engaged in by all or most of the principal nations of the world,” then Vladimir Putin joins Kaiser Wilhelm and Adolph Hitler in authoring his very own World War.
By design, NATO nations …
NATO stands for North Atlantic Treaty Organization. I only mention that because it occurred to me over the weekend that I had no idea what NASCAR stands for.
It not North Atlantic Sports Car Auto Runners. It is the National Association for Stock Car Auto Racing.
… have declined to send ground troops into Ukraine. Putin is very fearful of NATO (and maybe NASCAR) and the feeling among the military experts I spoke to in the Safeway checkout line a frightened Putin is like a frightened pit bull.
Actually, Tom Friedman who was not at the Safeway when I was, wrote in the NY Times:
“[B]ecause this is solely his war and he cannot admit defeat, he could keep doubling down in Ukraine until … until he contemplates using a nuclear weapon.”
According to the website thebulletin.org,
“Russia has a stockpile of approximately 4,477 nuclear warheads assigned for use by long-range strategic launchers and shorter-range tactical nuclear forces, which is a slight decrease from last year.”
Sort of glad the folks at thebulletin.org rounded it off to “approximately 4,477” nukes.
The World Population Review, which also tracks this sort of thing, writes that the U.S. has 5,550 nuclear weapons of which 2,361 are “available.” The remaining 3,189 must be, as we nuclear physicists like to say, “in the shop.”
One of the ironies of the Putin/NATO story is that Putin was perfectly happy to have Donald Trump dismantle the alliance, which would have also pleased Donald Trump. But, by invading Ukraine and having Joe Biden in the White House, NATO is as unified as it has been since the earliest days of its founding in April of 1949.
NATO countries and the European Union (overlapping, but not the same thing) are sending lots and lots of weapons to Ukraine, perhaps in response to Ukrainian President Volodymyr Zelenskyy’s soon-to-be-immortal line in response to an offer to move him and his family to a safe haven, “I don’t need a ride, I need ammunition.”
According to the Wall Street Journal:
Germany already approved the shipment to Kyiv forces of 1,000 anti-tank missiles and 500 U.S.-made anti-aircraft weapons known as Stingers.
Germany will add 2,700 anti-aircraft missiles, called “Strela” missiles. The shoulder-fired weapons can be used against helicopters and airplanes.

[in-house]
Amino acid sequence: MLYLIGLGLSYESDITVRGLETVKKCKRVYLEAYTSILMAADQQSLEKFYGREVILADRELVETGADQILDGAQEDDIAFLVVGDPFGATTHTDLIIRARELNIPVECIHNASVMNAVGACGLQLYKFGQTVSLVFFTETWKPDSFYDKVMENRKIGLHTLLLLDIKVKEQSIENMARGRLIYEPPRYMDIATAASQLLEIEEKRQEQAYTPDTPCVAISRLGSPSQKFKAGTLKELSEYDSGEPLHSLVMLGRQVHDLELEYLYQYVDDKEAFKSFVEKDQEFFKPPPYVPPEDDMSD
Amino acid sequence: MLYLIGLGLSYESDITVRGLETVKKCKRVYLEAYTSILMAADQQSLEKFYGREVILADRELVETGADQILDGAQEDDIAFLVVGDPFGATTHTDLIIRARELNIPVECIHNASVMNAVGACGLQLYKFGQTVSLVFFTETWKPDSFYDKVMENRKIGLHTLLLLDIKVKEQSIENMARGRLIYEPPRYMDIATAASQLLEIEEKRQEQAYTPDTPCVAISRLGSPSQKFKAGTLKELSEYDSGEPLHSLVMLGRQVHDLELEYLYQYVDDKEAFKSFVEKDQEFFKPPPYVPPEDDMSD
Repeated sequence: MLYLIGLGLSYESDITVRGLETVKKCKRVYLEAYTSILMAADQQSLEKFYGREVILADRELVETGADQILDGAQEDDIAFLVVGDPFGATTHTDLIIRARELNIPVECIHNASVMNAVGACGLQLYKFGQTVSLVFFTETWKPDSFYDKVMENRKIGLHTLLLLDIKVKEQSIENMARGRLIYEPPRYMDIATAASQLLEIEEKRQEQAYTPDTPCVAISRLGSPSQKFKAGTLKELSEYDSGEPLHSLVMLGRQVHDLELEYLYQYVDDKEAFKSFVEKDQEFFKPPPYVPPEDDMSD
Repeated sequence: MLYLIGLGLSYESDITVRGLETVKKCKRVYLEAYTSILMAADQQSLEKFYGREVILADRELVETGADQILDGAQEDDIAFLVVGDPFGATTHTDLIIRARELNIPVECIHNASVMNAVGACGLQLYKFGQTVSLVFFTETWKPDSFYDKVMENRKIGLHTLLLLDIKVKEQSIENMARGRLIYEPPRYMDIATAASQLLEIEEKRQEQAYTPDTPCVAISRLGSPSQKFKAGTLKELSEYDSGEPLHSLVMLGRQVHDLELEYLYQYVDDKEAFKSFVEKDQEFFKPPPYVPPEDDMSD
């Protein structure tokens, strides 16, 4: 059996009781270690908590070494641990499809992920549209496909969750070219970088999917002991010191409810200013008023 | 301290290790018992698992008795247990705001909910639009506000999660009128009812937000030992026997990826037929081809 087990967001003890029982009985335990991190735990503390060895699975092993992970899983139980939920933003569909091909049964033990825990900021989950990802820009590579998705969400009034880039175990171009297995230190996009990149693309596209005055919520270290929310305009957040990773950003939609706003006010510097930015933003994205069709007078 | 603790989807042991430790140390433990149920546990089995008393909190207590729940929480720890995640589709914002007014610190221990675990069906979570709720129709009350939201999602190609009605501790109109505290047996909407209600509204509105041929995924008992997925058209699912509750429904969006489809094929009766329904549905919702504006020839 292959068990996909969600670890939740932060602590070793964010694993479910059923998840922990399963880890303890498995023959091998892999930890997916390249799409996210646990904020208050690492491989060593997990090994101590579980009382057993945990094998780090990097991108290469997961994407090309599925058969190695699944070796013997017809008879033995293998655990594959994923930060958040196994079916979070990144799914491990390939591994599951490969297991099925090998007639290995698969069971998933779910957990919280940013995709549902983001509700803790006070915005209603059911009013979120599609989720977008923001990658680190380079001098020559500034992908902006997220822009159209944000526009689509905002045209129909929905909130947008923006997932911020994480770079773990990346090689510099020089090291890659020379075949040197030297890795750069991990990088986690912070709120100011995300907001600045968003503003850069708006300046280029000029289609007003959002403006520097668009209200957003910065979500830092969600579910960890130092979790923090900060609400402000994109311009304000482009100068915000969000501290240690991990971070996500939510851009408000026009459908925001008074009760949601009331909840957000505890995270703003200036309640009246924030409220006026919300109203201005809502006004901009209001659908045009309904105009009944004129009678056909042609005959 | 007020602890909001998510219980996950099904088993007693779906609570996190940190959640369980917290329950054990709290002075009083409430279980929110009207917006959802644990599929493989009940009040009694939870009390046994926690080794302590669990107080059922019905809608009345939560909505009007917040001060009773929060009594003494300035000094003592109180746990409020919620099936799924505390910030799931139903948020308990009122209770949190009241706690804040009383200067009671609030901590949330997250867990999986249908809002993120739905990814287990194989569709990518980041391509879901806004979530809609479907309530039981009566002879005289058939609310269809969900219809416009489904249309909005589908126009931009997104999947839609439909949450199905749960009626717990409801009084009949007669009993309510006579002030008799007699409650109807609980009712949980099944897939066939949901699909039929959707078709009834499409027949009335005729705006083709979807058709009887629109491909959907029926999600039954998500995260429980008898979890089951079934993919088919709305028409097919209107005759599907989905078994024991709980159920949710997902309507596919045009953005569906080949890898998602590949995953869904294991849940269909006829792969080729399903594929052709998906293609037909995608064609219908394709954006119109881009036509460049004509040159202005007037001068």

Still on those Strela missiles, via the WSJ: “The Soviet-made rockets belonged to the armed forces of the former East Germany and are among the most widespread weapons of that type in the world.”
Strelas: Land mines of the skies.
We have declined Poland’s offer to have their Russian-made fighter jets flown to a U.S. base in Germany if we will replace them with U.S.-made fighter jets because the Biden Administration thinks that would look to Putin like NATO is joining the fight. In addition, the Ukrainian pilots, along with the aforementioned missiles are keeping the Russians from owning the sky.
Putin can’t keep pouring men, machines and munitions into Ukraine for fear that the dreaded NATO would recognize the lack of defensive forces left in the Motherland and attack. I (and the Safeway crowd) don’t think that would happen but the dairy section isn’t driving that train of thought.
FINALLY, back to the World War thing.
We know that Russia is a big exporter of corn. What might not be as well established is that China is a big IMporter of Russian corn. Add to that, the Chinese winter wheat crop is failing.
According to Reuters:
“China’s agriculture minister said over the weekend that the country’s wheat crop conditions could be the worst in history after heavy rainfall delayed planting last fall.”
If China can’t export wheat, it’s balance of payments will suffer and it might well have to pull back on its long-range plan to use Africa as its natural resource provider. China is Africa’s largest trading partner.
The U.S. is talking to Russia’s best buddy in the Americas, Venezuela, about an oil deal. West Texas Intermediate crude (WTI) is priced as I type this at just under $110/barrel. That’s down from $123 earlier this week, but way up from $58 late March 2021.
Oil. Crops. Missiles. Asia. Africa. Americas. Europe. I think that meets the Merriam-Webster definition of a World War.
See you next week.